Certain = specific / sure (adjectives that change meaning according to position)

Note that certain adjectives change their meanings depending if they appear before or after the noun.

Look at these uses of certain/certaine:

Un certain homme
a particular man

C'est une opportunité certaine.
It's a sure opportunity.

Une femme d'un certain âge.
A woman of a certain age.

Certains projets sont faciles.
Certain projects are easy.

Before the noun, certain/certaine means some or particular: it retains a vagueness here.

After the noun, the meaning of certain is similar to the English one of being sure, certain, unquestionable

Note: generally adjectives appear after the noun, but some very common adjectives go before.

 See also: 

Ancien = former / old (adjectives that change meaning according to position) 

Cher= dear / expensive (adjectives that change meaning according to position) 

Propre = own / clean (adjectives that change meaning according to position) 

Dernier = final / previous (adjectives that change meaning according to position)

Vrai = real / true (adjectives that change meaning according to position)  

 

Learn more about these related French grammar topics

Examples and resources

Un certain homme
a particular man


Certains projets sont faciles.
Certain projects are easy.


Un homme certain.
A sure man.


C'est une opportunité certaine.
It's a sure opportunity.



Une femme d'un certain âge.
A woman of a certain age.


Q&A Forum 4 questions, 7 answers

certain -vs- (un) peu de

So I overlooked answering with "certain" for the question : Il y a un ___.  (There is some risk.)  As risk is uncountable I went with : Il y a un peu de risque.  (There is a bit of risk.)  In English I can think of instances where those differ (your example of full stress on "some" being one of them.) but they seem mostly interchangable.  Any hints on when to use "certain" and when to use "(un) peu de" in French?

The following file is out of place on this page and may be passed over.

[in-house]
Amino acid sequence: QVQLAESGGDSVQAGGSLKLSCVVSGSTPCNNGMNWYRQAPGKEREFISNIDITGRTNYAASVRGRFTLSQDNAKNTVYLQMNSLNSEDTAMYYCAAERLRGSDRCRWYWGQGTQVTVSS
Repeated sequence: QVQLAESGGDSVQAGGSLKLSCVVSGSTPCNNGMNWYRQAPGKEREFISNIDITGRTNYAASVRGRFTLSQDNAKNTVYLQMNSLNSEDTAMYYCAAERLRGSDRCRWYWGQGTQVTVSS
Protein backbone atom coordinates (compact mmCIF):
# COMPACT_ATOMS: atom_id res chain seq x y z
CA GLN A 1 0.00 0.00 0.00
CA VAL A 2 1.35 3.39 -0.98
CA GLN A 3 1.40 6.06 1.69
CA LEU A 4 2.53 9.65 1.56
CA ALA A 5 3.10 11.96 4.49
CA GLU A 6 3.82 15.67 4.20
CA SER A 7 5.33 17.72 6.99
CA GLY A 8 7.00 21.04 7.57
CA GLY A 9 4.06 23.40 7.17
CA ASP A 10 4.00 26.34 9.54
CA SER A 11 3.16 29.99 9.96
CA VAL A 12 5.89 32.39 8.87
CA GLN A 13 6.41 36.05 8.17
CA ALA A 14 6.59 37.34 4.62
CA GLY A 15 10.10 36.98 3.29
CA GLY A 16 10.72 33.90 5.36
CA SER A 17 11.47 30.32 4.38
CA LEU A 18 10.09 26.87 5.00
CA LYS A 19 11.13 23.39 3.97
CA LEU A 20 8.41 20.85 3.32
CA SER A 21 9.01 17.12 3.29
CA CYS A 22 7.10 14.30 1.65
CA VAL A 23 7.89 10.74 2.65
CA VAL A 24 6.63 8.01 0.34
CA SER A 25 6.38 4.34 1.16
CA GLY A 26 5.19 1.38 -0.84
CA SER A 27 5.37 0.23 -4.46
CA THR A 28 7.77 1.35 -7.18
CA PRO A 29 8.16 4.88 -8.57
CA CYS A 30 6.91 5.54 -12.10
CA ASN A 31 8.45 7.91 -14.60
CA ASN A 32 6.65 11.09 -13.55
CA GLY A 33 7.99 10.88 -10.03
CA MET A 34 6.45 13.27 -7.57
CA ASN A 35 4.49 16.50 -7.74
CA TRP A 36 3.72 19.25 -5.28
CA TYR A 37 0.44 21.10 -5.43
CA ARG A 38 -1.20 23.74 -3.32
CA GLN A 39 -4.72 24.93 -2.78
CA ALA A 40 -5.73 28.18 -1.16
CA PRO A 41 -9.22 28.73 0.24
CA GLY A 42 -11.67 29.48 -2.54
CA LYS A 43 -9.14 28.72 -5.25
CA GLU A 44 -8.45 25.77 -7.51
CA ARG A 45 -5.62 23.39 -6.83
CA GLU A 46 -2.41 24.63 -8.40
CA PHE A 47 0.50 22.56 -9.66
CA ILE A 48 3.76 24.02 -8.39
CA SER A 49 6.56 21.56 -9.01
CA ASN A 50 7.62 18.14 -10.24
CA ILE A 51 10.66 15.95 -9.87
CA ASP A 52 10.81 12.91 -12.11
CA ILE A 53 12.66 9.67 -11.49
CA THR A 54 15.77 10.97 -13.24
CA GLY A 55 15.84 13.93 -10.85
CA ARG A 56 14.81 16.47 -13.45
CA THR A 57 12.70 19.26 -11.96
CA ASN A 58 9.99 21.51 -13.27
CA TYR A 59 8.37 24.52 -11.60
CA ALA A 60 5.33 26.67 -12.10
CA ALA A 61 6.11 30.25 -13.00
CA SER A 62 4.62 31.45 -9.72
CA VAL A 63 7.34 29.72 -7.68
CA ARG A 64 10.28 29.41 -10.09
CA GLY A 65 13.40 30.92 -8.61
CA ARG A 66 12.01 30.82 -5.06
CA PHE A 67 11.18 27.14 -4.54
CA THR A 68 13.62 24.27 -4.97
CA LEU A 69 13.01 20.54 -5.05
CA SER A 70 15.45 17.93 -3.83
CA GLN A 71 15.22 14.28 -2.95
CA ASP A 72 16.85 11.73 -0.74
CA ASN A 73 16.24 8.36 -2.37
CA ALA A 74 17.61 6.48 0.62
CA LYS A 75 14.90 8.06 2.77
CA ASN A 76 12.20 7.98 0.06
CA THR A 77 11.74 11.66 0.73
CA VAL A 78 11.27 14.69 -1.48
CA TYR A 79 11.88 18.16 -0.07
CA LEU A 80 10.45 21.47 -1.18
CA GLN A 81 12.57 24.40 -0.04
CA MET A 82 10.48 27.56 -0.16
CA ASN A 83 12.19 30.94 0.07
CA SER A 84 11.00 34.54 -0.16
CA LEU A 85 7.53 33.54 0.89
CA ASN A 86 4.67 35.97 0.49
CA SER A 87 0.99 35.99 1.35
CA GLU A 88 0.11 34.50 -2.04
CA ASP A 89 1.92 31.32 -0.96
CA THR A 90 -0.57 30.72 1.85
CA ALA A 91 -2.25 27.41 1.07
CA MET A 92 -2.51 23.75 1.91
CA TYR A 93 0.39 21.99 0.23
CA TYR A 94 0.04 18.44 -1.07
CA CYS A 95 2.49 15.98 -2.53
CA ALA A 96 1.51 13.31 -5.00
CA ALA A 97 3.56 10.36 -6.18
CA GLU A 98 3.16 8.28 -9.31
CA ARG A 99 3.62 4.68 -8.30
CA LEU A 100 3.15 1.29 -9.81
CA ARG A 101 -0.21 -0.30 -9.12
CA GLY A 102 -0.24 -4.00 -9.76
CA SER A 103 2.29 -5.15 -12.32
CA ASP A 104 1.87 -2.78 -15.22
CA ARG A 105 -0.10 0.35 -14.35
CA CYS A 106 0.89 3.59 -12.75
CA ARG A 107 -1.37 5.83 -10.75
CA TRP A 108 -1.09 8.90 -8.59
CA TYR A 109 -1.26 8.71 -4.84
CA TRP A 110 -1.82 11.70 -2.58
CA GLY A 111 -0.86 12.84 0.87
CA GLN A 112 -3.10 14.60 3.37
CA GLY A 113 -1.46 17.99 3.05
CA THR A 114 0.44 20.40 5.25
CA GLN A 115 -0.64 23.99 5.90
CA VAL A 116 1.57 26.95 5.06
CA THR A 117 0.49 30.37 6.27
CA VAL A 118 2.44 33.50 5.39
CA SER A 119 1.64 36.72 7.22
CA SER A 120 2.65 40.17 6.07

Asked 2 years ago
CécileKwiziq language super starCorrect answer

Hi Lanny,

'Certain' is a indeterminate quantity and 'un peu' is a small amount so I don't feel they are interchangeable.

Hope this helps!

 

 

 

certain -vs- (un) peu de

So I overlooked answering with "certain" for the question : Il y a un ___.  (There is some risk.)  As risk is uncountable I went with : Il y a un peu de risque.  (There is a bit of risk.)  In English I can think of instances where those differ (your example of full stress on "some" being one of them.) but they seem mostly interchangable.  Any hints on when to use "certain" and when to use "(un) peu de" in French?

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Why is it "Certain" rather than "Some"?

I'm a little confused. In the lesson above it said "Before the noun, certain/certaine means 'some' or 'particular': it retains a vagueness here. After the noun, the meaning of certain is similar to the English one of being 'sure, certain, unquestionable'." Yet in the example "Certain projets sont faciles" means "Certain projects are easy." Why is it "Certain" and not "Some"? Many thanks Catherine
Asked 3 years ago
GruffKwiziq language super star
Hi Catherine - because in this context "certain" has the same meaning as "some", so either word is appropriate. It's not about which word to use, but which *meaning* we are conveying: certainty versus a vague quantity/specificity. Does that make sense?

Why is it "Certain" rather than "Some"?